NASA has tapped Penn State's Applied Research Laboratory (ARL) to lead a $9.6 million effort to give machines enough computer-based "intelligence" to deal safely with component failure or malfunction, with minimal human help, during unmanned deep space exploration missions.
The co-principal investigators are Dr. Karl Reichard, ARL research associate and head of ARL's Complex Systems Monitoring and Automation Department, and Dr. Lora Weiss, ARL senior research associate and head of ARL's Autonomous Control and Intelligent Systems Division. They lead a team that includes NASA's Stennis Space Center and Ames Research Center as well as three industry partners, Vector Technologies, Burke, Va., Gormley & Associates, Irvine, Calif., and Applied Perception Inc., Pittsburgh, Pa.
The partners will operate under a recently-awarded, four-year contract from NASA's Exploration Mission Systems Directorate that calls for $6.1 million of the $9.6 million to flow directly to Penn State to support efforts by University researchers and their industry partners. The remaining funding will support the NASA centers' participation.
"On long, unmanned, deep space missions, there is a need for equipment to continue operating when something breaks or is about to fail," Reichard says.
"There is a need for both human-in-the-loop systems, in which the machine waits for instructions from humans, and autonomous systems, in which the machine assesses its own condition and collaborates with humans or other machines in making decisions about what to do," he adds.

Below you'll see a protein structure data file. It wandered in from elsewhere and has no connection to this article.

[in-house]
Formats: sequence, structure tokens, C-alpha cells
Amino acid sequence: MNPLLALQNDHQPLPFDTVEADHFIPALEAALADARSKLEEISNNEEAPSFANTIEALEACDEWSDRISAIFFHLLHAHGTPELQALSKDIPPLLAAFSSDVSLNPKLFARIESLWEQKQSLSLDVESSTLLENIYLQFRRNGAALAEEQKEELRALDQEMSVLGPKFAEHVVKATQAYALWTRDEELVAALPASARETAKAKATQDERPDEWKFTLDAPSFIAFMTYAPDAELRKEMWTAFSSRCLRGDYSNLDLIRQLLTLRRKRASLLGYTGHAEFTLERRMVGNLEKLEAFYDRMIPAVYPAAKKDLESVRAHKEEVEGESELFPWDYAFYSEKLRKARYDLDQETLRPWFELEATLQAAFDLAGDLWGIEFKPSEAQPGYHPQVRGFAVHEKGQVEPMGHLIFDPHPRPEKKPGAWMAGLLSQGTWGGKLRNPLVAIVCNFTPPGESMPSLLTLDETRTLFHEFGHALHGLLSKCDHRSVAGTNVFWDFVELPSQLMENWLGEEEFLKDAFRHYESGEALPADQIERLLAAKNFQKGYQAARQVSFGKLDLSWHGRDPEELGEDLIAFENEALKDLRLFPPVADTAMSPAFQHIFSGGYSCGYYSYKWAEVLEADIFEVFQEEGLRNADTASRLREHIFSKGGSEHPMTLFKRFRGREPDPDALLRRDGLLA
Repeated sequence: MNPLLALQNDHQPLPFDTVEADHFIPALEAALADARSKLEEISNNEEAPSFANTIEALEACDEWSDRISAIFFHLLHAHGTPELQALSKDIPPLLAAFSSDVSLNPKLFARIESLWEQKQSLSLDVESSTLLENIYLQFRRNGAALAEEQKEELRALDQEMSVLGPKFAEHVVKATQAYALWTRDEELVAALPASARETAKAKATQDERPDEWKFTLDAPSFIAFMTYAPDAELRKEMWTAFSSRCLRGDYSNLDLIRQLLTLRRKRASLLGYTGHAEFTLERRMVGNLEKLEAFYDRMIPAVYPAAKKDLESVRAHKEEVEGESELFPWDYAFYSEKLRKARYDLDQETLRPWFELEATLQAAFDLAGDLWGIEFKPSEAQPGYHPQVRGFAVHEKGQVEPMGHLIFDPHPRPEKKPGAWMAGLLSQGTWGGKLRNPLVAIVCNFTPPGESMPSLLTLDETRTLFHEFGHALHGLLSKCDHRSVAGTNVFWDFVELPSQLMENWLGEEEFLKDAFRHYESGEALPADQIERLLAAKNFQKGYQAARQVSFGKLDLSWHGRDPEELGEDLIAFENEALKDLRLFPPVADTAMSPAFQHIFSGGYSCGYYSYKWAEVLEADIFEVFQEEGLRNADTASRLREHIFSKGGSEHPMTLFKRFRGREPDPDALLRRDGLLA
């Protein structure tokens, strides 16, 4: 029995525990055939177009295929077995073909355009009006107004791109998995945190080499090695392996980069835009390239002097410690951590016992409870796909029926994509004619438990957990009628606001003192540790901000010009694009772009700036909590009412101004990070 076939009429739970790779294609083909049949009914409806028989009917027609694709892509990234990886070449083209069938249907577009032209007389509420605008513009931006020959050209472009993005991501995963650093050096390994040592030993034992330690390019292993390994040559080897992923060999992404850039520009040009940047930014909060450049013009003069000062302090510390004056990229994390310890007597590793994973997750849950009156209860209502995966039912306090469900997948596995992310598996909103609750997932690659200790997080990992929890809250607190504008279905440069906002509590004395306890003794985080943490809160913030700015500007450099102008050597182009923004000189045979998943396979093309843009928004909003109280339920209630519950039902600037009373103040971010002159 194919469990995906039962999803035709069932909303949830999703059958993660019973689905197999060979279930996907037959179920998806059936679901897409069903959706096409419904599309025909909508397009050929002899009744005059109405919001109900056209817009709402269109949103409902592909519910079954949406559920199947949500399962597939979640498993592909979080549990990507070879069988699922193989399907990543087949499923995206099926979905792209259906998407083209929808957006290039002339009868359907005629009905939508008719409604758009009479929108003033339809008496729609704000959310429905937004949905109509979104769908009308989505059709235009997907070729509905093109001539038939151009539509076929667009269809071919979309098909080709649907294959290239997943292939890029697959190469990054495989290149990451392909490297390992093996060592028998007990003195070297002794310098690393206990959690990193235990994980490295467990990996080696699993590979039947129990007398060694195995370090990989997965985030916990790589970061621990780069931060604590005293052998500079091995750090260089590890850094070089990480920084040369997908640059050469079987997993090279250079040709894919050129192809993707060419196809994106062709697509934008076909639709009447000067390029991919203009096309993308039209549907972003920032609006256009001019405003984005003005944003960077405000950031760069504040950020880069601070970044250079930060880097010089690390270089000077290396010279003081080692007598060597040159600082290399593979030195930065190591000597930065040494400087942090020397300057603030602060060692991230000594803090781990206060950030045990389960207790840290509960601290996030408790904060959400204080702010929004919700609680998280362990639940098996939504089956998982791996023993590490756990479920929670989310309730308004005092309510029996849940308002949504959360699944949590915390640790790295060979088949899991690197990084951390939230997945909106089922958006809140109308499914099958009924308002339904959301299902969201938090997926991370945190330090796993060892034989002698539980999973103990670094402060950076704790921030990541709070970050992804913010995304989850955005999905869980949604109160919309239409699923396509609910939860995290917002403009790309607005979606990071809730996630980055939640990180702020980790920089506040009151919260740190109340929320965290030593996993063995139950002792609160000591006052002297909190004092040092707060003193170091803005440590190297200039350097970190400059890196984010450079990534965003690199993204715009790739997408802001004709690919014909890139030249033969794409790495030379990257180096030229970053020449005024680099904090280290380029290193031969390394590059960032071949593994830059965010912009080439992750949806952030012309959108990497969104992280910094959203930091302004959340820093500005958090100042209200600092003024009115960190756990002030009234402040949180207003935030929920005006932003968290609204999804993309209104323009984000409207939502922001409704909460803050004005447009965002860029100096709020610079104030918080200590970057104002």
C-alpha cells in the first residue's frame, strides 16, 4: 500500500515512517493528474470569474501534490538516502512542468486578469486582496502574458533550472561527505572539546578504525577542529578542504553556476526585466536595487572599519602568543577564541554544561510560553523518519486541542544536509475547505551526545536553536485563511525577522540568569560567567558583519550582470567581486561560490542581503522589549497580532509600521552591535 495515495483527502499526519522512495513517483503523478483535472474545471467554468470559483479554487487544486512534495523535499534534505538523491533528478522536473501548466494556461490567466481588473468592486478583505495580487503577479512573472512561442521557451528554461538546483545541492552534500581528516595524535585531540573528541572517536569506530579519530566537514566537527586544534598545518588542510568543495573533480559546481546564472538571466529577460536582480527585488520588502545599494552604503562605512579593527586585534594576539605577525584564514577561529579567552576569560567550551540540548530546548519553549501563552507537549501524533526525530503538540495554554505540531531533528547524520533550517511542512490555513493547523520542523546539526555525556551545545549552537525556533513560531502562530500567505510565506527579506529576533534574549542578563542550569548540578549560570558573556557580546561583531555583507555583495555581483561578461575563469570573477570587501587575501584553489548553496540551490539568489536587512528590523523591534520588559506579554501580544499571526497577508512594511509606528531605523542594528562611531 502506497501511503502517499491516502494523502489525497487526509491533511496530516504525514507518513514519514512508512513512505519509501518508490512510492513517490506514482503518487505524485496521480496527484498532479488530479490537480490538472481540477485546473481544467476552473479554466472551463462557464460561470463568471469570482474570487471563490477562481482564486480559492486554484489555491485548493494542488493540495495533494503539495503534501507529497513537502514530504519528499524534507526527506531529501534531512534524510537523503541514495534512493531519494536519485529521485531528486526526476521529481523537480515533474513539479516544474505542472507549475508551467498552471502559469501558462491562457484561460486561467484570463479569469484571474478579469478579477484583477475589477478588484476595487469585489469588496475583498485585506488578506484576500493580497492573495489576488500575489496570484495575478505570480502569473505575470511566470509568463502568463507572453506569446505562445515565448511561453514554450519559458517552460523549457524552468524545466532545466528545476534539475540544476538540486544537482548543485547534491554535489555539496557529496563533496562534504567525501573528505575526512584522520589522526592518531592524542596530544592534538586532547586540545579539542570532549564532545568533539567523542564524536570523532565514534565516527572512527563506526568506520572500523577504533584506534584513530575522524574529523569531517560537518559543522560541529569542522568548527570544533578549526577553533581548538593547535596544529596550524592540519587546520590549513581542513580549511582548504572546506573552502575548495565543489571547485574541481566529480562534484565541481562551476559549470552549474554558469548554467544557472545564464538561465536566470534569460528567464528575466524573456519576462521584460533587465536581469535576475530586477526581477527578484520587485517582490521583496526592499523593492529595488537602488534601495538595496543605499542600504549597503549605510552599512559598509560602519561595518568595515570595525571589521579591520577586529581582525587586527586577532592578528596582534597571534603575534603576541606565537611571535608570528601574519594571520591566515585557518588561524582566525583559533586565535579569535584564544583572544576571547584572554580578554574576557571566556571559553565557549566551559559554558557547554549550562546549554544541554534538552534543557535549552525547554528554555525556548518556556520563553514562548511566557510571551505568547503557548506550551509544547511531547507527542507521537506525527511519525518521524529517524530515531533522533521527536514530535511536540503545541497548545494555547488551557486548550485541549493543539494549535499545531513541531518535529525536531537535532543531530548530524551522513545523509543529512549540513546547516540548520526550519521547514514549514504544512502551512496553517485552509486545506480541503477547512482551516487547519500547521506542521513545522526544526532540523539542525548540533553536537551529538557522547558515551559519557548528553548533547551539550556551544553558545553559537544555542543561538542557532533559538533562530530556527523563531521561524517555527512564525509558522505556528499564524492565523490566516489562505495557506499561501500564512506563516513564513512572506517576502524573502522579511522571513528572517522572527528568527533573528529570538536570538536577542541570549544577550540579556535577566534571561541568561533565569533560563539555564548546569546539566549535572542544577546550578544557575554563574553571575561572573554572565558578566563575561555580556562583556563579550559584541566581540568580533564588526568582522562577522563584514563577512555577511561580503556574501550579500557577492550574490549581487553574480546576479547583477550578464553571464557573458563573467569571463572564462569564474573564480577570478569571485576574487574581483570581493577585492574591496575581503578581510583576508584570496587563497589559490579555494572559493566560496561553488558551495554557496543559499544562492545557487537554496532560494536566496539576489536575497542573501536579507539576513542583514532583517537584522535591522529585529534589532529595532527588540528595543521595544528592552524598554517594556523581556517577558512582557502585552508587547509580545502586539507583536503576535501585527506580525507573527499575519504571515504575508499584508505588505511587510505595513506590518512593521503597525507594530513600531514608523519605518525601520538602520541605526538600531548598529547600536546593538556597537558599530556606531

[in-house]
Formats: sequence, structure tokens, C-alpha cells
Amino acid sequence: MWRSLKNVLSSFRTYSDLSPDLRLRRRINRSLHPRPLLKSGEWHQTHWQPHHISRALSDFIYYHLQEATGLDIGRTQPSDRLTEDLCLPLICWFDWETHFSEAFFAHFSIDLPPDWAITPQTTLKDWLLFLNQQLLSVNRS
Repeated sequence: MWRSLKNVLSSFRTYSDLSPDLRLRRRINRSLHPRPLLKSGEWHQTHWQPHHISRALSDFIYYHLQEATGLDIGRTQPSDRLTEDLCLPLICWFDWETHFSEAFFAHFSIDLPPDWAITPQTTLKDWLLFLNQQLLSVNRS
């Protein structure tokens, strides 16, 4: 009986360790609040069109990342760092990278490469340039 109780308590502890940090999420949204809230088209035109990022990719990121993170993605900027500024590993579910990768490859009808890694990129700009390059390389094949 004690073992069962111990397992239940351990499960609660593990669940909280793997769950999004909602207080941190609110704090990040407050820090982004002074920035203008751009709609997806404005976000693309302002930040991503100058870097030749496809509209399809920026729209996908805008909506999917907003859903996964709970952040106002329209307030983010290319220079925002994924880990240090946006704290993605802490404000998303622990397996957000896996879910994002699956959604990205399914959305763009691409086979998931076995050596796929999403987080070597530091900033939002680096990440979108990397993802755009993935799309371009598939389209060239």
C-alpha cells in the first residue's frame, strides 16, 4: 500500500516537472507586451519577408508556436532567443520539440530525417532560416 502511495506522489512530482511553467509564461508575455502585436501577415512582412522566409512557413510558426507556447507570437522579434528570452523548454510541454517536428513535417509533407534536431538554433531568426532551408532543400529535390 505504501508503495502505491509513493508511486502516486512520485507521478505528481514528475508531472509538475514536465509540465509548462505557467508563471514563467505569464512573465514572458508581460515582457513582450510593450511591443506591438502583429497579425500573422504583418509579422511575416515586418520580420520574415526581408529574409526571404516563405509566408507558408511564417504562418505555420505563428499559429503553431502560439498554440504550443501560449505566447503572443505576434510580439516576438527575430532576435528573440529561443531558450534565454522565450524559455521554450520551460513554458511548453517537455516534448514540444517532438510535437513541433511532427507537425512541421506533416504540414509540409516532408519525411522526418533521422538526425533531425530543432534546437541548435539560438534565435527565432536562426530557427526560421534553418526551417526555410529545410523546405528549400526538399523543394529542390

For example, Reichard points out that during the current Mars Exploration Rover mission, one of the rovers has developed a fault on one of its wheels. However, the mission is continued because human operators commanded the rover to change the way the wheel was driven by the motors and avoid additional damage -- a human-in the-loop system.
In the future, using techniques developed through the new ARL-led effort, system designers may be able to anticipate this situation and provide the vehicle with the "intelligence" to solve the problem itself.
Reichard says, "Our goal is to develop new approaches to integrating control and condition monitoring systems for Intelligent Vehicle Health Management that will be useful in a wide range of situations and will be transferable to the commercial sector, defense applications and robotics in addition to their application in deep space."
Penn State's Center for Space Research Programs (CSRP) was actively involved in identifying the NASA opportunity for researchers at Penn State and sending information to potential Penn State principal investigators, preparing proposals and identifying teaming opportunities.
Source: Eurekalert & othersLast reviewed: By John M. Grohol, Psy.D. on 21 Feb 2009
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